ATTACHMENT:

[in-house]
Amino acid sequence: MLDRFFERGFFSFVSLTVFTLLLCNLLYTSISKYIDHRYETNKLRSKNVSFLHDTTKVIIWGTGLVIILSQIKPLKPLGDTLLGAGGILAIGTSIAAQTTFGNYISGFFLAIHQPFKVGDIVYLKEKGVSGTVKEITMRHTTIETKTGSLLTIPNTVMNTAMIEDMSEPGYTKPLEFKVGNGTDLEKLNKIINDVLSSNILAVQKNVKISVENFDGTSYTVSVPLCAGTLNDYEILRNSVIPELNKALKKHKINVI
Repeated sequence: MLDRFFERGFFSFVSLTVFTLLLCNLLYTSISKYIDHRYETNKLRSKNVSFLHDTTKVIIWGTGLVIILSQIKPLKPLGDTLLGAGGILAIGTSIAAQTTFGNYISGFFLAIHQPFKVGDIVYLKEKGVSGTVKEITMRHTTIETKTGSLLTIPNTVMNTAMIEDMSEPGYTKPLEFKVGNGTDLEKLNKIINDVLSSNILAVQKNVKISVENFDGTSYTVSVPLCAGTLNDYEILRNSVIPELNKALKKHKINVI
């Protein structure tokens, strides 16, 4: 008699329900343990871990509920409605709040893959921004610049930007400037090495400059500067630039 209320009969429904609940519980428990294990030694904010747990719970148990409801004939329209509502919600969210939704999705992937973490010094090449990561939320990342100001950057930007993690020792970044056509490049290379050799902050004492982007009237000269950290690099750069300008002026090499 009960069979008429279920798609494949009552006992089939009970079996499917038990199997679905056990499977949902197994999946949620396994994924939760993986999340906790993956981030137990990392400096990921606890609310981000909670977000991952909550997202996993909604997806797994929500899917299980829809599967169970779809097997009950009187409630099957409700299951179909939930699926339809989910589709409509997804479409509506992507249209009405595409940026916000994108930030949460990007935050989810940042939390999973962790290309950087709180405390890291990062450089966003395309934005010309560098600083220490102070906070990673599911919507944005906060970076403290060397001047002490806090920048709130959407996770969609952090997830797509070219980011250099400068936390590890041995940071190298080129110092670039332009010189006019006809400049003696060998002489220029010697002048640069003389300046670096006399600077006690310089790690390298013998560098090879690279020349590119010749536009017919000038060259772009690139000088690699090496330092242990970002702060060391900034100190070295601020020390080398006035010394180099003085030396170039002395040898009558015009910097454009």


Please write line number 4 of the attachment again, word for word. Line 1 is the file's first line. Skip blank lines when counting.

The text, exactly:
């Protein structure tokens, strides 16, 4: 008699329900343990871990509920409605709040893959921004610049930007400037090495400059500067630039 209320009969429904609940519980428990294990030694904010747990719970148990409801004939329209509502919600969210939704999705992937973490010094090449990561939320990342100001950057930007993690020792970044056509490049290379050799902050004492982007009237000269950290690099750069300008002026090499 009960069979008429279920798609494949009552006992089939009970079996499917038990199997679905056990499977949902197994999946949620396994994924939760993986999340906790993956981030137990990392400096990921606890609310981000909670977000991952909550997202996993909604997806797994929500899917299980829809599967169970779809097997009950009187409630099957409700299951179909939930699926339809989910589709409509997804479409509506992507249209009405595409940026916000994108930030949460990007935050989810940042939390999973962790290309950087709180405390890291990062450089966003395309934005010309560098600083220490102070906070990673599911919507944005906060970076403290060397001047002490806090920048709130959407996770969609952090997830797509070219980011250099400068936390590890041995940071190298080129110092670039332009010189006019006809400049003696060998002489220029010697002048640069003389300046670096006399600077006690310089790690390298013998560098090879690279020349590119010749536009017919000038060259772009690139000088690699090496330092242990970002702060060391900034100190070295601020020390080398006035010394180099003085030396170039002395040898009558015009910097454009």